Nick Jarek arrived at UMass Lowell in the fall of 2018 without declaring an adult.
He enrolled in a wide range of courses in his first year, including a course in principles of lighting, which he said would meet a scientific requirement in the laboratory.
“We all did everything: be behind the camera, prepare the shots and edit. I fell in love with the whole process, putting all the pieces together and working with sophisticated cameras, ”he says. “And it’s very group-oriented. You work as a team, which I really liked.
“I wanted to take all the classes they had, because I want to be prepared for whatever I do after I graduate,” he says. “NESN (New England Sports Network) is the dream, but I have the skills to work on radio, be a cameraman for the Red Sox or edit films.”
In their final year, each student must complete an internship or create a wrap-up project such as a movie, podcast, or digital marketing campaign, depending on their interests and career goals, explains Romaniko.
“We want to offer a lot of flexibility in the curriculum,” he says. “We want to give students a solid background in drawing on journalism, English and art, while providing them with strong skills in video and audio production. It’s very convenient to work with real clients.
King, who majored in English, was one of the first students to earn a digital media minor. He now oversees all UML Athletics broadcasts for ESPN and NESN, as well as video content for the web and social media.
“Every work experience I have had after graduating from college, to this day, is due to the minor in digital media and the connections and experiences I have gained during that time,” King said.
“The digital media program has been a huge stepping stone for me,” she says. “It gave me a competitive advantage because it made me a one-woman production team: I can write, shoot, edit and produce. “
“Regional demand shows the need for professionals with versatile experiences and academic training,” he says.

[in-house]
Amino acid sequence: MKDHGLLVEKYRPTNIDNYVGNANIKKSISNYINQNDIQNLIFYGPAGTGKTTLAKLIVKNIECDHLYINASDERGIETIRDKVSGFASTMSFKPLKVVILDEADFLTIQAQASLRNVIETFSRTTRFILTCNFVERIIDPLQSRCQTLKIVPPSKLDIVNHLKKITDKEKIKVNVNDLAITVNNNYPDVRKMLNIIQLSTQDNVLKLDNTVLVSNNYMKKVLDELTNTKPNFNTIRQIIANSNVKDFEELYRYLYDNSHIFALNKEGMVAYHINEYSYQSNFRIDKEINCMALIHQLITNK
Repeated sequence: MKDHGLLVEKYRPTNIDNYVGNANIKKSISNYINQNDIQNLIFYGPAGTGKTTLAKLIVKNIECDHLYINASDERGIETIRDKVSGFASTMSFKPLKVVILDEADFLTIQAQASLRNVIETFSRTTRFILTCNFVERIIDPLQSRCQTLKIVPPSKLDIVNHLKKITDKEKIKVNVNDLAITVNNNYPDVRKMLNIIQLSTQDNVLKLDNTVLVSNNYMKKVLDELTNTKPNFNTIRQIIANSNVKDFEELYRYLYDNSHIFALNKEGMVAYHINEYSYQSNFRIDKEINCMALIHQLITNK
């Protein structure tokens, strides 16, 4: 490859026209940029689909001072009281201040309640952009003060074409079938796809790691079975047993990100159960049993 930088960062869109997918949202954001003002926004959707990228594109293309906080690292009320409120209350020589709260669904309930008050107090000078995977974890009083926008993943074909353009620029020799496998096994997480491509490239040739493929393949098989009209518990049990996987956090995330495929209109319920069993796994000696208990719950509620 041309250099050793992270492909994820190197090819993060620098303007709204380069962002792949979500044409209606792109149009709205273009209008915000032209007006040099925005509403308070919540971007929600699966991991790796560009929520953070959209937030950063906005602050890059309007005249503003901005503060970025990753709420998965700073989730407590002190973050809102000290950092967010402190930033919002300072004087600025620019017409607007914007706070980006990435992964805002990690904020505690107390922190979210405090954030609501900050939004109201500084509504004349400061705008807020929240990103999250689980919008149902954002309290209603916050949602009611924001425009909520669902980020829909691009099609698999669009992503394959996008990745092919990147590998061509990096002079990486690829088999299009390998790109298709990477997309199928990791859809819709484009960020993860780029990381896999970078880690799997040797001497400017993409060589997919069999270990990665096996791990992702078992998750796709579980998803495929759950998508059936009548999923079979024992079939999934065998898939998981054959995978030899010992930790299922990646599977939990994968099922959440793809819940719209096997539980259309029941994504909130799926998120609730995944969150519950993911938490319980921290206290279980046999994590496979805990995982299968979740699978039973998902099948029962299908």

Junior Ashley Habenicht, who like Jarek is pursuing a digital media concentration for her BLA degree, says she is excited to take more classes with Frank as he has spent three decades producing and directing everything from commercials to movies and television programming.
“He’s a really good teacher, and he has real experience producing documentaries, music videos and TV shows,” she says. “He can do a bit of everything. “
Frank and Romaniko say that with the expansion of the program, the university has invested $ 60,000 in industry-standard cameras, audio recorders, lights, and other essential equipment so that students can work with. the latest technology.
The Digital Media Program also benefits from a partnership that Canon offers to college and university programs that purchase its cameras and lenses. Canon will loan its new cameras to UML for a few weeks at a time, allowing students to work with high-end equipment, and will co-sponsor professional photographers and filmmakers as guest speakers.
Although she already has extensive video experience, Coviello says UML’s digital media courses expand her knowledge and expose her to a wider range of career options. Now that all of her classes are in person, she can’t wait to get her hands on some of these top-of-the-line Canon cameras.
“I’m excited because I have more experience working with better cameras, working with lights, and finding other people in my major and networking with them,” she says. “I’m going to do what I really love.